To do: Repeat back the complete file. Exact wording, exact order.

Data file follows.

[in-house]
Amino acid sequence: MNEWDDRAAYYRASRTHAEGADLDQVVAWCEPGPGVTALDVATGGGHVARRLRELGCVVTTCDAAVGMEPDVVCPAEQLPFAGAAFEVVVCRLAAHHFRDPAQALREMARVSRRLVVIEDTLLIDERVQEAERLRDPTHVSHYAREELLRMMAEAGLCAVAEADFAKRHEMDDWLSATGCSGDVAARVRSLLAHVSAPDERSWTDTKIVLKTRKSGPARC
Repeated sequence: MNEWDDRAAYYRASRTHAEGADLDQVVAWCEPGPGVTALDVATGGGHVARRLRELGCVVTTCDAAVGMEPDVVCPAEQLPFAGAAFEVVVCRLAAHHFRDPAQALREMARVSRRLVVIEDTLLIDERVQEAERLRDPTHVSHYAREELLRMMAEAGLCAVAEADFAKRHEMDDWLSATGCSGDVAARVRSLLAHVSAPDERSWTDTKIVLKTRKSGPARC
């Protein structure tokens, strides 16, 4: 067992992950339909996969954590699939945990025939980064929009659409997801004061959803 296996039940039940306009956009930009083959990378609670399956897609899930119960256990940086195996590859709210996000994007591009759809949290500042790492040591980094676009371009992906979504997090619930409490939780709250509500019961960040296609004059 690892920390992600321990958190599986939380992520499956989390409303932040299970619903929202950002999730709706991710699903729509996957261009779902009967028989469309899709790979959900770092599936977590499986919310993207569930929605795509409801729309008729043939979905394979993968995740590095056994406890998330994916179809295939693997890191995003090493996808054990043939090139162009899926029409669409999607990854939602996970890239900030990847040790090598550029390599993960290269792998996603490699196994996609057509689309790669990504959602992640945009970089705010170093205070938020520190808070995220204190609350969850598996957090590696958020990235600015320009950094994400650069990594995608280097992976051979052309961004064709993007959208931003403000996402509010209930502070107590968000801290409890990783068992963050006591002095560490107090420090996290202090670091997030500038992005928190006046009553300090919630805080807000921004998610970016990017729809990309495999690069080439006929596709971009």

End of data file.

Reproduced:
[in-house]
Amino acid sequence: MNEWDDRAAYYRASRTHAEGADLDQVVAWCEPGPGVTALDVATGGGHVARRLRELGCVVTTCDAAVGMEPDVVCPAEQLPFAGAAFEVVVCRLAAHHFRDPAQALREMARVSRRLVVIEDTLLIDERVQEAERLRDPTHVSHYAREELLRMMAEAGLCAVAEADFAKRHEMDDWLSATGCSGDVAARVRSLLAHVSAPDERSWTDTKIVLKTRKSGPARC
Repeated sequence: MNEWDDRAAYYRASRTHAEGADLDQVVAWCEPGPGVTALDVATGGGHVARRLRELGCVVTTCDAAVGMEPDVVCPAEQLPFAGAAFEVVVCRLAAHHFRDPAQALREMARVSRRLVVIEDTLLIDERVQEAERLRDPTHVSHYAREELLRMMAEAGLCAVAEADFAKRHEMDDWLSATGCSGDVAARVRSLLAHVSAPDERSWTDTKIVLKTRKSGPARC
């Protein structure tokens, strides 16, 4: 067992992950339909996969954590699939945990025939980064929009659409997801004061959803 296996039940039940306009956009930009083959990378609670399956897609899930119960256990940086195996590859709210996000994007591009759809949290500042790492040591980094676009371009992906979504997090619930409490939780709250509500019961960040296609004059 690892920390992600321990958190599986939380992520499956989390409303932040299970619903929202950002999730709706991710699903729509996957261009779902009967028989469309899709790979959900770092599936977590499986919310993207569930929605795509409801729309008729043939979905394979993968995740590095056994406890998330994916179809295939693997890191995003090493996808054990043939090139162009899926029409669409999607990854939602996970890239900030990847040790090598550029390599993960290269792998996603490699196994996609057509689309790669990504959602992640945009970089705010170093205070938020520190808070995220204190609350969850598996957090590696958020990235600015320009950094994400650069990594995608280097992976051979052309961004064709993007959208931003403000996402509010209930502070107590968000801290409890990783068992963050006591002095560490107090420090996290202090670091997030500038992005928190006046009553300090919630805080807000921004998610970016990017729809990309495999690069080439006929596709971009």